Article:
Hybrid horror-LGBTQ film shot in Danbury accepted to 20 festivals

It’s only 16 minutes long, but those 16 minutes were enough to get a short film shot in Danbury accepted into film festivals around the U.S. and abroad.

Set on Candlewood Lake, the hybrid horror-LGBTQ film “Family History” tells the story of Sam, who brings his new boyfriend Evan home on the anniversary of his mother’s death to meet his stoic and standoffish father. The uncomfortable lunch meeting takes a turn when Sam’s dad brings up his late-wife’s death, Evan goes missing and Sam is once again forced to confront the circumstances of his mother’s passing.

The film, which will be screening at the Bridgeport Film Festival on July 23, has been accepted to 20 film festivals so far, according to co-producer Tom Ciuba, who used his own home on Candlewood Lake for the set. Ciuba has seen his film (and his kitchen) place in film festivals as far away as London at the SoHo Horror Film Festival and Greece at the Thessaloniki Free Short Festival, as well as in domestic film festivals such as the Durango Film Festival in Colorado and the Austin After Dark Film Festival in Austin, Texas. 

The film has also won awards, including one for Best Screenplay for a Narrative Short at the Queens World Film Festival in Queens, N.Y. For Ciuba, the whole experience has been a gratifying one.

“It’s wild to see a place you live in and call home on film and on a big screen every day, or even on a computer screen,” he said. “We were really blessed to have an incredibly talented cinematographer named Brendan Banks, and he chose to shoot our home and the lake with fantastic lenses that gave a lot of character to the house and purposely made it feel creepy.”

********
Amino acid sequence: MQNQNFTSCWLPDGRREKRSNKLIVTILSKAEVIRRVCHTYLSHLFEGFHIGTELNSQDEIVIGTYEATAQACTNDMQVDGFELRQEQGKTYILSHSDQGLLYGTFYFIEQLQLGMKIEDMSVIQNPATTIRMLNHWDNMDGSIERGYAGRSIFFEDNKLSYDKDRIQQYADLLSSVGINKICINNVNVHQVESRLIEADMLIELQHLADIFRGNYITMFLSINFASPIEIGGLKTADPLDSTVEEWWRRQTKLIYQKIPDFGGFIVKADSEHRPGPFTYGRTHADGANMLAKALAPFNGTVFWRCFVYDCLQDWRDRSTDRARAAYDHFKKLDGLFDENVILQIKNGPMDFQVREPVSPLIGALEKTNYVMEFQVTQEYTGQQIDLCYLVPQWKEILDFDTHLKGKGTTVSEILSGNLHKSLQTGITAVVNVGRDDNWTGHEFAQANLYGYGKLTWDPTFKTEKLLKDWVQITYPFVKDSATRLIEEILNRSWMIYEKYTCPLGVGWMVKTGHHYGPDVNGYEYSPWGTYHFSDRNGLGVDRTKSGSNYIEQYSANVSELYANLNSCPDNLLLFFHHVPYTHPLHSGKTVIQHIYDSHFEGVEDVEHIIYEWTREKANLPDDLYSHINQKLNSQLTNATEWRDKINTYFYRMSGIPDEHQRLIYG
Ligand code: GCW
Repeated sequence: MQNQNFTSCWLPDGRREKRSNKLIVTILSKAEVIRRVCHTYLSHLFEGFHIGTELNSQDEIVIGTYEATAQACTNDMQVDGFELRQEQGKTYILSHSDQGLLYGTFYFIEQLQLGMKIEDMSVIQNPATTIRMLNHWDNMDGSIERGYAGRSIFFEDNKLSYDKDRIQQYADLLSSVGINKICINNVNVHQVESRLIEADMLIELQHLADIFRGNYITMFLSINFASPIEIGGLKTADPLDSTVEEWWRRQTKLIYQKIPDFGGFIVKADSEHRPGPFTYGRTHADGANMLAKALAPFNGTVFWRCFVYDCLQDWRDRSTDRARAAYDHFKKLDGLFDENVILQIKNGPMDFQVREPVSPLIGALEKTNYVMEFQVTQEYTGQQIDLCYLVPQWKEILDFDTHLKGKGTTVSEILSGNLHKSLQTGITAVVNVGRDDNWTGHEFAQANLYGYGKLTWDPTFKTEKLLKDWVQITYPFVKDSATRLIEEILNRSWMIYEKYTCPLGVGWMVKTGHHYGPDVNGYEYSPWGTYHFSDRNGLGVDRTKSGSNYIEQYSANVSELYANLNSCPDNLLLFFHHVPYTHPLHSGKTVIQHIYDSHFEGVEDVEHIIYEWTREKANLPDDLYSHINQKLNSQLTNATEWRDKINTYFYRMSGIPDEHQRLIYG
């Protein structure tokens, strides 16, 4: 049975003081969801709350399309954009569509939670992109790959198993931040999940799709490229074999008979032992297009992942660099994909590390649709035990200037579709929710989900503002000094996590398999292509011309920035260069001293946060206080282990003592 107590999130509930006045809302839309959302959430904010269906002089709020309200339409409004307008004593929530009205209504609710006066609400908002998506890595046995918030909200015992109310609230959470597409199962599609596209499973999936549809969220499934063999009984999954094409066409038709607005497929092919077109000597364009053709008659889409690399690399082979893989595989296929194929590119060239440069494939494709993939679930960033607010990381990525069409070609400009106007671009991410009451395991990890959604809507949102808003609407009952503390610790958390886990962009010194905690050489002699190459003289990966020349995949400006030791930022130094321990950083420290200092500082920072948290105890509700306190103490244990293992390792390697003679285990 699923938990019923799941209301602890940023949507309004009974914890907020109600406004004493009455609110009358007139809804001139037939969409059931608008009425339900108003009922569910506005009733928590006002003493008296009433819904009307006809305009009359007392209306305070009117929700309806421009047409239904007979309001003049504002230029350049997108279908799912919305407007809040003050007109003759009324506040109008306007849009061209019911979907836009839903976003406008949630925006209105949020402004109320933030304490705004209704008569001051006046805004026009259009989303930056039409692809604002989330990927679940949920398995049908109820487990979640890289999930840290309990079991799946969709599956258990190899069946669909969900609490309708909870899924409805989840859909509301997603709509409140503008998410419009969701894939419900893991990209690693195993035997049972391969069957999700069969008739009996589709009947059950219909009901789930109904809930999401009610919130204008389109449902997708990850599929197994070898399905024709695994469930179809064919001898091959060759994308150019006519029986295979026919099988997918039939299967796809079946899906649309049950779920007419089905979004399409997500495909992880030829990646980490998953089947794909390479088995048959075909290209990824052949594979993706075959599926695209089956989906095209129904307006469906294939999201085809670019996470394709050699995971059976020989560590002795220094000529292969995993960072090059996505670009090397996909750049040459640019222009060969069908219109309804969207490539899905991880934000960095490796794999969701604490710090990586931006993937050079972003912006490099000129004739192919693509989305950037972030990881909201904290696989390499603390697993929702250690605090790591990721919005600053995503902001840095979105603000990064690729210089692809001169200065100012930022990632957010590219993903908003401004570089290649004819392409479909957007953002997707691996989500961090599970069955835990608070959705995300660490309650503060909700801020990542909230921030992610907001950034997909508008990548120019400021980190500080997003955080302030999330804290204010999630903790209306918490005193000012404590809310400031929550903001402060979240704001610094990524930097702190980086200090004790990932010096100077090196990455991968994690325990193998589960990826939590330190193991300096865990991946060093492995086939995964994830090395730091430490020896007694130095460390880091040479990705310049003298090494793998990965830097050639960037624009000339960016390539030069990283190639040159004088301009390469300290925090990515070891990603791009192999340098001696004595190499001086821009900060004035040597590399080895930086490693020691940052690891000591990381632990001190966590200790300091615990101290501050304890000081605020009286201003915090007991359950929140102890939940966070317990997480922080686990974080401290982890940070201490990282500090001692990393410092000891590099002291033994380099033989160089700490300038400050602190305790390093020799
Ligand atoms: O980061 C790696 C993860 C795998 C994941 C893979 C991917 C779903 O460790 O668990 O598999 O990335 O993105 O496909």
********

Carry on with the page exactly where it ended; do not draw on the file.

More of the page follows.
Equally gratifying was seeing a quick conversation with friend Mark J. Parker — who ended up serving as the director, writer and fellow co-producer on the project — transform from an idea to a completed short film. Ciuba and his husband Jeff invited Parker and his husband over to their Danbury home one weekend in the summer of 2018, and were commenting on their Candlewood Lake surroundings when they hatched an idea.

“We started joking around with the idea of shooting a film, and we’re both diehard horror fans,” he said. “So we said right off the bat, ‘OK, it’s going to be a horror movie.’ And since we’re both gay, we were like, ‘Hey, let’s get some representation in there for our community and let’s make the two lead characters LGBT.’”

Within two days, Ciuba said Parker wrote a concept and a full script followed “a month or two” later. While Ciuba said the “curse” in the film’s plot is open to viewer interpretation, he and Parker find the message to lie in “the dangers of homophobia…and how it can follow you for the rest of your life.”

Eventually, the film was shot in October 2019 over a single weekend — something that Ciuba is thankful for, given the COVID-19 pandemic followed just months later. 

“I don’t know how we would have done this during the pandemic in such close quarters in our condo and have to mask up,” he said. “The plus side is because we had all this time on our hands during the early days of the pandemic and really didn’t leave our house, we really scrutinized the post-production stage of this and made sure that what ended up being the final product was really truly what we wanted.”

After “Family History” makes a stop at the Bridgeport Film Festival on Friday, Ciuba said it will head to a few other film festivals before “hopefully” becoming available on streaming services such as Amazon Prime Video or Vimeo. 

As for what’s next for Ciuba, who works in public relations by day, he hopes to dedicate some time to another film project, this time a feature-length drama in the LGBTQ subgenre. For now, Ciuba is content with seeing “Family History” make the rounds at film festivals both near and far. 

“It’s surreal,” he said. “That’s the best word I can use. I can remember from when I was 8 years old just burying myself in issues of Entertainment Weekly magazine…So seeing this on a big screen is really a dream come true.”